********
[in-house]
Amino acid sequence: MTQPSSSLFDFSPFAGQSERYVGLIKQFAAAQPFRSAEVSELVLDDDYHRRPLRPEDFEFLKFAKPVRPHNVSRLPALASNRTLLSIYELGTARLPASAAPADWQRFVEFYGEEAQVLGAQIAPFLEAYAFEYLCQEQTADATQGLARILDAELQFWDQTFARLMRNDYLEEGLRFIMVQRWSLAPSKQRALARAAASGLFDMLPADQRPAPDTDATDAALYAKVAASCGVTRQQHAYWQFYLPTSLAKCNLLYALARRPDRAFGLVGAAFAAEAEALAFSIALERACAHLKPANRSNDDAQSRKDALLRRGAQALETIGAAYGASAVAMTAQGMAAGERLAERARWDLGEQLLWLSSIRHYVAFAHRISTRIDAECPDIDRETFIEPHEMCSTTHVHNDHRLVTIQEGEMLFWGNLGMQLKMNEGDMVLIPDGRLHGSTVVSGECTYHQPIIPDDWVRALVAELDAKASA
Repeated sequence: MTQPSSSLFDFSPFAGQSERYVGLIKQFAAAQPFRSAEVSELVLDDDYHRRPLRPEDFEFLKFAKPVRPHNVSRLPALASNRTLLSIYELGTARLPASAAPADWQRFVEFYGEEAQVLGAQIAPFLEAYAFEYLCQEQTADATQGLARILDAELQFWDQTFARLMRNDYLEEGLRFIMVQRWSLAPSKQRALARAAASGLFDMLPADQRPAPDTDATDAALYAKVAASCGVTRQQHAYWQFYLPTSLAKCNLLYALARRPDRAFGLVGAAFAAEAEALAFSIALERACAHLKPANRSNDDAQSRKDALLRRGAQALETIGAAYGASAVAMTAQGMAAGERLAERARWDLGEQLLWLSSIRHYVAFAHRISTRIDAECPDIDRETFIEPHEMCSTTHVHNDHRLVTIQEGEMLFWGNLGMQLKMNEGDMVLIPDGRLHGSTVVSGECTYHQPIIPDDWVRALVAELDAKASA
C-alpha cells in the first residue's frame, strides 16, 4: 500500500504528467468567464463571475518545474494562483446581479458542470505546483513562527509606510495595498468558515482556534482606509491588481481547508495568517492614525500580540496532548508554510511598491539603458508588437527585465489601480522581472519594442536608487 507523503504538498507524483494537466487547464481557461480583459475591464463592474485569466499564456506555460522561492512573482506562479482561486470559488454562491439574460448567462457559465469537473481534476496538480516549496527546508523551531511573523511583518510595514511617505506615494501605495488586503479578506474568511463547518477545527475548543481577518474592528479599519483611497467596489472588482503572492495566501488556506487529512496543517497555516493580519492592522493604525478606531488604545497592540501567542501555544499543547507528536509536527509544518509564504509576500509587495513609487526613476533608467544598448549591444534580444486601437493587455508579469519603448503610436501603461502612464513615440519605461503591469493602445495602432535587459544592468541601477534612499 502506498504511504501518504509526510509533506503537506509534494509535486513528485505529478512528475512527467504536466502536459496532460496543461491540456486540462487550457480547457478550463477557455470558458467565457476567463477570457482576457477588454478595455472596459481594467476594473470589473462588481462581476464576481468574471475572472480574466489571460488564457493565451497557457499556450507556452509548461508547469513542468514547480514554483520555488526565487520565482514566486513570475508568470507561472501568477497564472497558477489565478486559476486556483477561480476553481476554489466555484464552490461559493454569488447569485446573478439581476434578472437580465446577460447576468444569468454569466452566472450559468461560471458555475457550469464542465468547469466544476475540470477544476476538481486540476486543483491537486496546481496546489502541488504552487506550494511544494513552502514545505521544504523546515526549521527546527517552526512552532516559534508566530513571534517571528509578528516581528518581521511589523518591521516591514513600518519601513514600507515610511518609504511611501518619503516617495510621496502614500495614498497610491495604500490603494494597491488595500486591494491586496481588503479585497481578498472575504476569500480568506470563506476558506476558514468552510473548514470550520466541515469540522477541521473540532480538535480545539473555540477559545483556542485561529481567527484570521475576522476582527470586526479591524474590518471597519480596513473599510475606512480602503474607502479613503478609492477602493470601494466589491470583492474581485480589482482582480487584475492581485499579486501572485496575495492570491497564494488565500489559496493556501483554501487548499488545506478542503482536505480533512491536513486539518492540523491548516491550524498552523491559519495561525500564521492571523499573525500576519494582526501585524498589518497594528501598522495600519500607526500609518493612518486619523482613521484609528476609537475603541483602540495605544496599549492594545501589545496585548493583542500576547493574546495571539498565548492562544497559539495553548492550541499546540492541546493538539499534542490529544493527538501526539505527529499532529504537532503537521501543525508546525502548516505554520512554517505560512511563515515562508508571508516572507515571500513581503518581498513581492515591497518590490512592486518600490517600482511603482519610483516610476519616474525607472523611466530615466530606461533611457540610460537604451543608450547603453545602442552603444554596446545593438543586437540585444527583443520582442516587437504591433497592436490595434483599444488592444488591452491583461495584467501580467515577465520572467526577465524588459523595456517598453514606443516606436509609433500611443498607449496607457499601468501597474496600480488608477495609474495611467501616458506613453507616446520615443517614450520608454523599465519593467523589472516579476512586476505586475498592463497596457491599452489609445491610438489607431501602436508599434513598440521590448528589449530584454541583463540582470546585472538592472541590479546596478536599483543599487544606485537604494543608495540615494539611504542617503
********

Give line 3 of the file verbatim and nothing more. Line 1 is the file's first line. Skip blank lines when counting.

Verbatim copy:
Repeated sequence: MTQPSSSLFDFSPFAGQSERYVGLIKQFAAAQPFRSAEVSELVLDDDYHRRPLRPEDFEFLKFAKPVRPHNVSRLPALASNRTLLSIYELGTARLPASAAPADWQRFVEFYGEEAQVLGAQIAPFLEAYAFEYLCQEQTADATQGLARILDAELQFWDQTFARLMRNDYLEEGLRFIMVQRWSLAPSKQRALARAAASGLFDMLPADQRPAPDTDATDAALYAKVAASCGVTRQQHAYWQFYLPTSLAKCNLLYALARRPDRAFGLVGAAFAAEAEALAFSIALERACAHLKPANRSNDDAQSRKDALLRRGAQALETIGAAYGASAVAMTAQGMAAGERLAERARWDLGEQLLWLSSIRHYVAFAHRISTRIDAECPDIDRETFIEPHEMCSTTHVHNDHRLVTIQEGEMLFWGNLGMQLKMNEGDMVLIPDGRLHGSTVVSGECTYHQPIIPDDWVRALVAELDAKASA